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Thursday, October 18 2018: UCLA hosted a quantum computing panel discussion in the House Science Committee Briefing Room to answer questions about quantum information science.  Wes and Eric Hudson were on the panel along with Scott Aaronson (UT Austin), Jerome Luine (Northrop Grumman) and Hartmut Neven (Google).  Read the press release here. + continue reading
Thursday, October 4 2018: MFOCCs (Molecules Functionalized with Optical Cycling Centers) are new molecules with the unusual property that they retain atom-like scattering behavior despite the fact that the optically active atom is chemically bound to others.  Species of this type would be capable of state preparation and readout for quantum information processing.  Our group, in collaboration with 6 others, has begun a new project trying to implement these ideas in the lab.  Interested readers can find out more here. Figure: Maxim Ivanov + continue reading
Tuesday, September 4 2018: In an article about DARPA's 60th anniversary, PC Magazine cites the trapped ion gyroscope project, along with a great quote by Paul about fundamental research.  Paul's prestigous DARPA Young Faculty Award is providing partial support for the collaborative gyro project, as well as for other ground-breaking research into matter-wave interferometry in Paul's group.  You can read the article here: + continue reading
Wednesday, July 25 2018: You may not know that it is possible to make a laser for sound, but that's just what Michael, Tony, Conrad, Xueping, and Andrew found when they laser cooled a trapped ion with an optical frequency comb.  In their paper that came out today, they report the creation of a phonon laser (a "phaser") from a single trapped ion.  It turns out that the gain saturation of the phaser keeps the blue-detuned comb teeth from heating the ions out of the trap, and allows direct loading of the trap with the comb.  This finding has important consequences for ions needing light in the deep UV, such as He+, where the only available laser light is in comb form. + continue reading
Tuesday, June 19 2018: In cold, dilute gases such as the interstellar medium (ISM), the chemical reactions are dominated by ionic species since their net charge allows them to polarize and "capture" nearby neutrals for reactions.  Tiangang and Gary have recetly released the first results from their "ISM in a bottle" experiment, where they controlled the reactions of laser-cooled Be+ ions with neutral water molecules.  Surprisingly, despite the fact that this reaction is exothermic and allowed even at zero temperature, the reaction rate is suppressed compared to capture theory, an effect that our theory collaboratrs show is due to a bottleneck in the reaction pathway called a submerged barrier.  Exotic effects of this type will be the target of study in this apparatus for the next phase of work. + continue reading
Thursday, March 8 2018: Tony and Eliot (along with Paul Hamilton and Amar Vutha) have published a paper showing how an effect that is typically encountered in quantum systems (the "geometric phase" associated with the displacement operator) can be easily understood by looking at classical systems.  They performed an experiment with classical optics to measure this phase and to help demonstrate its mechanism of action.  The idea is that this paper may help to demystify the appearance of this effect, which often seems surprising to students when they first encounter it. + continue reading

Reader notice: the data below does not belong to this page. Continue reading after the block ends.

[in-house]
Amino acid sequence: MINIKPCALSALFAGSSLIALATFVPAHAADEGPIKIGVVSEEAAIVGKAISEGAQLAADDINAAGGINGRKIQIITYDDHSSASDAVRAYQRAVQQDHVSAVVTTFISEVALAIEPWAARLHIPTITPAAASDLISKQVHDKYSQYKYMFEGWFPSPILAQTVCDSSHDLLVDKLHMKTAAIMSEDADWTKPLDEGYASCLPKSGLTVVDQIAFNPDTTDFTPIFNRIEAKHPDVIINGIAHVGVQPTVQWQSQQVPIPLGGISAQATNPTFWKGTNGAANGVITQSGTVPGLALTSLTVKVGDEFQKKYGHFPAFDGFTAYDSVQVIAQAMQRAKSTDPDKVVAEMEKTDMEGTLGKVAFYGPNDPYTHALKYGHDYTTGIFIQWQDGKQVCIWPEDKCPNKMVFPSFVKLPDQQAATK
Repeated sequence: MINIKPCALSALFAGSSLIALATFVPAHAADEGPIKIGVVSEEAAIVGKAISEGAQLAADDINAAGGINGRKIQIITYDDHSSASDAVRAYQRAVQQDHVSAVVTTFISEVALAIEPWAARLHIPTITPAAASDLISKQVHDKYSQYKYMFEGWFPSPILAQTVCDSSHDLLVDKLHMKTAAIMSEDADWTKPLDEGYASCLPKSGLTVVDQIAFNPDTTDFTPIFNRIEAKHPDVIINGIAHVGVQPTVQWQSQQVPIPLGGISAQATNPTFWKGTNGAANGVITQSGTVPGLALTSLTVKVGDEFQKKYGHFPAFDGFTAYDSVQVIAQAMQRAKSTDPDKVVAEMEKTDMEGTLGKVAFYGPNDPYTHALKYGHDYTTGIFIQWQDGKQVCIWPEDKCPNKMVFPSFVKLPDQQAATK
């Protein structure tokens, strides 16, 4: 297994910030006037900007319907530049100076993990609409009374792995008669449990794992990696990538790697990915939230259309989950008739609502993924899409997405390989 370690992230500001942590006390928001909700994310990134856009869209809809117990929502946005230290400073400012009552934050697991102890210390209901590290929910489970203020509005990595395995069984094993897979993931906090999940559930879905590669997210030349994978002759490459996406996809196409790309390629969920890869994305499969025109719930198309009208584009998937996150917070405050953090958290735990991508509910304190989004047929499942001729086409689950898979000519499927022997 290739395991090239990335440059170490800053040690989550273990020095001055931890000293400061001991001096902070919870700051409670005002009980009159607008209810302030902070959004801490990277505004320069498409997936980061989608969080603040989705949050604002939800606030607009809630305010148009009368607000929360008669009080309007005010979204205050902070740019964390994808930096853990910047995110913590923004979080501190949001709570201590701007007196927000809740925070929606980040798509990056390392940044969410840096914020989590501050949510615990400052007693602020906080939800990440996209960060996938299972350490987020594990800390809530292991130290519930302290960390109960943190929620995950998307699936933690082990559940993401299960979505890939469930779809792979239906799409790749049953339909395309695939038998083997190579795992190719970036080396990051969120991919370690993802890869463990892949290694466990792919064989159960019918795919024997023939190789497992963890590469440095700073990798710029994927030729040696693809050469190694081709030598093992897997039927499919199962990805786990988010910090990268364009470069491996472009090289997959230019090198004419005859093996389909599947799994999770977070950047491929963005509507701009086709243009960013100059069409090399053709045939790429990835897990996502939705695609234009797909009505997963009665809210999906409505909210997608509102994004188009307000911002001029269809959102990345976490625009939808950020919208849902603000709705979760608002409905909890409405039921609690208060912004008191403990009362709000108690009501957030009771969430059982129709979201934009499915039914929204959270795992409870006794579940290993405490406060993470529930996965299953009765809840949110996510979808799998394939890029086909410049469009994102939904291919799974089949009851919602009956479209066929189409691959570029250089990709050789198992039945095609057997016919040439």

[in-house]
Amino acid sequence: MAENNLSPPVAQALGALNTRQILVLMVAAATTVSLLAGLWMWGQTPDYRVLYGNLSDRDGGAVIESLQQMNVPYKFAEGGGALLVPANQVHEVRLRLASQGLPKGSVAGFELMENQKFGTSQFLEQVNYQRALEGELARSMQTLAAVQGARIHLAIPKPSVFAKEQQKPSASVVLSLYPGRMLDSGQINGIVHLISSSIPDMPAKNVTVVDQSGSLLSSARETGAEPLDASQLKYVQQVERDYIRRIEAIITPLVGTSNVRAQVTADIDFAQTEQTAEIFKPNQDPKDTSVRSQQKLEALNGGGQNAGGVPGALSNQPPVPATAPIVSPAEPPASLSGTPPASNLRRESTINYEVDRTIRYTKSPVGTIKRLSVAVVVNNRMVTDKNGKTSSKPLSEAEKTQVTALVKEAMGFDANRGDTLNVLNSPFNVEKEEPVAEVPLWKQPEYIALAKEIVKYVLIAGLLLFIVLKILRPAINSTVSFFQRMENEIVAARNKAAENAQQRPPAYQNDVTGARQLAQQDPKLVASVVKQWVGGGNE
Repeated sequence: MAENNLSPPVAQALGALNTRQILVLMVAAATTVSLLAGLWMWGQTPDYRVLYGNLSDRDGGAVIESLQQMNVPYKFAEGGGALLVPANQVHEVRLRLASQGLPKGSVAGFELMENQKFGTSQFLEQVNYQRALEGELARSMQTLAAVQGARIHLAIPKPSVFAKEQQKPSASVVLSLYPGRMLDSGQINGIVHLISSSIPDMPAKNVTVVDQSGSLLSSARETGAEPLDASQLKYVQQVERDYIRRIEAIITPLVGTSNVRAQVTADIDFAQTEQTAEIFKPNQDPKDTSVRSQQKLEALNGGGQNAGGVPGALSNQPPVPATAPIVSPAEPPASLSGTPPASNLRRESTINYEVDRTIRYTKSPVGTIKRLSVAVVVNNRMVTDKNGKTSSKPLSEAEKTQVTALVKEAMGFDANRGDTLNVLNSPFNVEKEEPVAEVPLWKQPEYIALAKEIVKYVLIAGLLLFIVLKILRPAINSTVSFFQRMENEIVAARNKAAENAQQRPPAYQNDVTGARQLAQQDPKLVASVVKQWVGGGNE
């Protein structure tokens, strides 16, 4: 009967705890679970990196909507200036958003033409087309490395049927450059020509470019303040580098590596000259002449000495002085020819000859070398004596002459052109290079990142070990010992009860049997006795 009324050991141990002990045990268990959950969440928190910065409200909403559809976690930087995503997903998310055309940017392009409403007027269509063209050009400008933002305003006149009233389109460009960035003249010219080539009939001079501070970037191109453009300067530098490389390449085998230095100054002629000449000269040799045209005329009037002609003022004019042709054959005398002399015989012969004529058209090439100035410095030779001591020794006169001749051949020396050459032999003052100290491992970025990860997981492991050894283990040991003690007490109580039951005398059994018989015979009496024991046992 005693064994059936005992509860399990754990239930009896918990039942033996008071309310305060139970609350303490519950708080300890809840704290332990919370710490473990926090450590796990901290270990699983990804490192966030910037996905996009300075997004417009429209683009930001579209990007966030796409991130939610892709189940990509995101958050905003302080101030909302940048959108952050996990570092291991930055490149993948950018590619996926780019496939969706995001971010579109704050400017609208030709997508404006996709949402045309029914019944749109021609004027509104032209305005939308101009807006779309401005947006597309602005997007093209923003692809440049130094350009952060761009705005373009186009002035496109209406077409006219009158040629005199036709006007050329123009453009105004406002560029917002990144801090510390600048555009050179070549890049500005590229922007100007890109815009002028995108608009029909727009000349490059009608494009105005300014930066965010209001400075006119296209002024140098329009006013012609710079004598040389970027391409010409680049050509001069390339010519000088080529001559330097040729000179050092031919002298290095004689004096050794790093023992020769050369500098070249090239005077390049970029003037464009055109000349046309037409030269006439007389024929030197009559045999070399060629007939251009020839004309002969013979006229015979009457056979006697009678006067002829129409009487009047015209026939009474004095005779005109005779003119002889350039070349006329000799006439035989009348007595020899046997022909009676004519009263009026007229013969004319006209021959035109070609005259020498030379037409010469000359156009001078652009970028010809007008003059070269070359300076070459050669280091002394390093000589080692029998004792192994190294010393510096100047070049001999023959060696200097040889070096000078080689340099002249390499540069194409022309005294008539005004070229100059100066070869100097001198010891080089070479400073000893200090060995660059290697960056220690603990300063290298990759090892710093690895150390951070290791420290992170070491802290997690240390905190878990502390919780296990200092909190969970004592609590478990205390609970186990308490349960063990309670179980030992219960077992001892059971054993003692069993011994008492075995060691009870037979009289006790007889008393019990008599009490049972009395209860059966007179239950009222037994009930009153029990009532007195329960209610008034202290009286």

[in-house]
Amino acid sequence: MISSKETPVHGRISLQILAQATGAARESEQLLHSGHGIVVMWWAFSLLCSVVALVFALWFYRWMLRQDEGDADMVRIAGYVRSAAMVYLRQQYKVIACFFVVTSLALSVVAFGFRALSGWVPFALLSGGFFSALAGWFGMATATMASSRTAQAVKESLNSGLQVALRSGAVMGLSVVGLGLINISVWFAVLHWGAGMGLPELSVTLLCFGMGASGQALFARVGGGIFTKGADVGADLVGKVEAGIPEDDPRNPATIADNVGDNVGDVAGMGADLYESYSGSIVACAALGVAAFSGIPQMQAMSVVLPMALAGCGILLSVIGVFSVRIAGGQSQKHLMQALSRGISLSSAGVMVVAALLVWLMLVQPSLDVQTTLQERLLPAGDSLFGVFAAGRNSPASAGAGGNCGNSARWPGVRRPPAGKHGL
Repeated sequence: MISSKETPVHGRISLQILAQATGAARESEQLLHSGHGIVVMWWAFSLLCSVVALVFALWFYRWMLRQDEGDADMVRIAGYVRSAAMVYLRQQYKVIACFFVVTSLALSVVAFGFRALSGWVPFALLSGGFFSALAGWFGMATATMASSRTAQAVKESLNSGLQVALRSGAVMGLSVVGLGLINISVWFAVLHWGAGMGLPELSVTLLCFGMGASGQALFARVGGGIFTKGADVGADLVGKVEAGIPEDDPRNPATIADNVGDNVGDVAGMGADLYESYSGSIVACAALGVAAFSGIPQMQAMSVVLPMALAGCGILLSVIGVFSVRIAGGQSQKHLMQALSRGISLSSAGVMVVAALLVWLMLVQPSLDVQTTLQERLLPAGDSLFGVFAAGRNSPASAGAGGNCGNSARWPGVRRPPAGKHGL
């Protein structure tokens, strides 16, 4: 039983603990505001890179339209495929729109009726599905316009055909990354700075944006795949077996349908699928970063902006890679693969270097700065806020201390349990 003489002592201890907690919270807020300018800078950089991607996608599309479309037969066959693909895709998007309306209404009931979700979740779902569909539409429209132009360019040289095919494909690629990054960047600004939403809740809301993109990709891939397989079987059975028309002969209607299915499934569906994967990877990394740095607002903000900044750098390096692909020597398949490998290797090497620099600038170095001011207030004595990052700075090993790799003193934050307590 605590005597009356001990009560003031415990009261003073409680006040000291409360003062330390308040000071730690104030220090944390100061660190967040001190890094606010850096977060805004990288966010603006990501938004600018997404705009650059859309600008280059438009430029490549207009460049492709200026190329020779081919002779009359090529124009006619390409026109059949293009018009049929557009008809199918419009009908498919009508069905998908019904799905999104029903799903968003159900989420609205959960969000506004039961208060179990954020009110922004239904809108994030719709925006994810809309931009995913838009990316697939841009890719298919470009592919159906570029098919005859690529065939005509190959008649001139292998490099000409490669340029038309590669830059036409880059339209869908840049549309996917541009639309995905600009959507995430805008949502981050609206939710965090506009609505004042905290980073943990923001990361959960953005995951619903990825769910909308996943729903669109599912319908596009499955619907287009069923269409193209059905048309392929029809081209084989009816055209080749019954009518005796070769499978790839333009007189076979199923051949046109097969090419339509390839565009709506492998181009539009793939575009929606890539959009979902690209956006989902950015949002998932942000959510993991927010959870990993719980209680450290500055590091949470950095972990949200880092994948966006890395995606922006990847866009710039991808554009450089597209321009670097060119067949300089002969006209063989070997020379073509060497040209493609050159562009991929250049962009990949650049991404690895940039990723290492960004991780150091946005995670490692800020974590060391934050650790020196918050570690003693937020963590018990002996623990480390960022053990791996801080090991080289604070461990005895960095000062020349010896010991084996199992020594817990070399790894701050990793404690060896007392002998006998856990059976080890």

Tuesday, November 14 2017: Scarlett has been awarded a prize for her poster, "Stimulated Force for Optical Deceleration of Molecules" presented in the Engineering, Physics, and Mathematics category at the ABRCMS conference in Phoenix, Az. This is a prestegious award for an undergraduate researcher, and Scarlett's stellar work on our cold polar molecule experiment continues to impress.  Congratulations to Scarlett! + continue reading
Thursday, October 26 2017: Adam and Randy have trapped and crystallized Ba+ ions in the gyroscope for the first time.  They're working with 138Ba+,  a stable isotope that does not have nuclear spin, and the internal state qubit will be encoded in Zeeman sublevels.  This little fella wants nothing more than to start orbiting.  + continue reading
Wednesday, September 6 2017: Dave and Justin have recently trapped a synthetic isotope of barium and performed some preliminary spectroscopy of its structure.  Singly-ionized barium-133 has an internal structure that makes it the envy of all trapped ion qubits -- the spin-1/2 nucleus makes it easy to initialize, the metastable D states are extremely long-lived for a process called "shelving," and the lasers are all in the friendly visible part of the spectrum.  This work is a collaboration with Eric Hudson, and you can learn more by reading the paper, which came out today in Physical Review Letters. + continue reading
Thursday, February 23 2017: Quantum mechanics endows massive particles with wave-like properties that can be put to good use in sensing applications.  Matter-wave interferometers have been made using everything from electrons to bucky-balls, but precision sensing applications with matter waves have generally been restricted to neutral atoms, which can be produced in large numbers and controlled fairly well.  We have recently invented a way to use trapped atomic ions as a gyroscope (rotation sensor), where the high degree of control found in this system can be used to overcome the small numbers of particles involved in the interference.  This work may someday be used in navigation applications where GPS (another useful product of atomic physics!) is not available, such as underwater or in the event of severe space weather. + continue reading


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